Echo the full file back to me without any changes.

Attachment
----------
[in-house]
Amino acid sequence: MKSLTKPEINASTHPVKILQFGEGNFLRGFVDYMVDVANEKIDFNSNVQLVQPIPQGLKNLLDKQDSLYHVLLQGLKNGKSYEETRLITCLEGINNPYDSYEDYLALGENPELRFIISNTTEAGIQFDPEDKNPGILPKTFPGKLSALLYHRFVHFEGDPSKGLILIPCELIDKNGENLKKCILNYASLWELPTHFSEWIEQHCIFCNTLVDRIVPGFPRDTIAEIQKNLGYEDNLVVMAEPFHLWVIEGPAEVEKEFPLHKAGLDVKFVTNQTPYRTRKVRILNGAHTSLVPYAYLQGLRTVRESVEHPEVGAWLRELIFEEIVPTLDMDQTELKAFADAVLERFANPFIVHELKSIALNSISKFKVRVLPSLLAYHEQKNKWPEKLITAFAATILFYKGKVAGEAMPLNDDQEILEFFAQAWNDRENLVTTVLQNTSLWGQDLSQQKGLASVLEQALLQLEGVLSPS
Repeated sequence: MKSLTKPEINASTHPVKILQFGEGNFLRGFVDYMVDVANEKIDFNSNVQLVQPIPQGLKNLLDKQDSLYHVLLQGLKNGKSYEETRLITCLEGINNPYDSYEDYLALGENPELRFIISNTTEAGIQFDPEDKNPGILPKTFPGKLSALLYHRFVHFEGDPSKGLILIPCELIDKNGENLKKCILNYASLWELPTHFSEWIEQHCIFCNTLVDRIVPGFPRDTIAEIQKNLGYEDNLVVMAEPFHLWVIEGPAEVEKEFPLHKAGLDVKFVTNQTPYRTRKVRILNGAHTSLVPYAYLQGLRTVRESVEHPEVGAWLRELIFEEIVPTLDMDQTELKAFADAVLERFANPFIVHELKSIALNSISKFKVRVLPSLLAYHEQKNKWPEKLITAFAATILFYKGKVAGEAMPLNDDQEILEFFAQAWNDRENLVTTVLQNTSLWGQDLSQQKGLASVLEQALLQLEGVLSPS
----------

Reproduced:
[in-house]
Amino acid sequence: MKSLTKPEINASTHPVKILQFGEGNFLRGFVDYMVDVANEKIDFNSNVQLVQPIPQGLKNLLDKQDSLYHVLLQGLKNGKSYEETRLITCLEGINNPYDSYEDYLALGENPELRFIISNTTEAGIQFDPEDKNPGILPKTFPGKLSALLYHRFVHFEGDPSKGLILIPCELIDKNGENLKKCILNYASLWELPTHFSEWIEQHCIFCNTLVDRIVPGFPRDTIAEIQKNLGYEDNLVVMAEPFHLWVIEGPAEVEKEFPLHKAGLDVKFVTNQTPYRTRKVRILNGAHTSLVPYAYLQGLRTVRESVEHPEVGAWLRELIFEEIVPTLDMDQTELKAFADAVLERFANPFIVHELKSIALNSISKFKVRVLPSLLAYHEQKNKWPEKLITAFAATILFYKGKVAGEAMPLNDDQEILEFFAQAWNDRENLVTTVLQNTSLWGQDLSQQKGLASVLEQALLQLEGVLSPS
Repeated sequence: MKSLTKPEINASTHPVKILQFGEGNFLRGFVDYMVDVANEKIDFNSNVQLVQPIPQGLKNLLDKQDSLYHVLLQGLKNGKSYEETRLITCLEGINNPYDSYEDYLALGENPELRFIISNTTEAGIQFDPEDKNPGILPKTFPGKLSALLYHRFVHFEGDPSKGLILIPCELIDKNGENLKKCILNYASLWELPTHFSEWIEQHCIFCNTLVDRIVPGFPRDTIAEIQKNLGYEDNLVVMAEPFHLWVIEGPAEVEKEFPLHKAGLDVKFVTNQTPYRTRKVRILNGAHTSLVPYAYLQGLRTVRESVEHPEVGAWLRELIFEEIVPTLDMDQTELKAFADAVLERFANPFIVHELKSIALNSISKFKVRVLPSLLAYHEQKNKWPEKLITAFAATILFYKGKVAGEAMPLNDDQEILEFFAQAWNDRENLVTTVLQNTSLWGQDLSQQKGLASVLEQALLQLEGVLSPS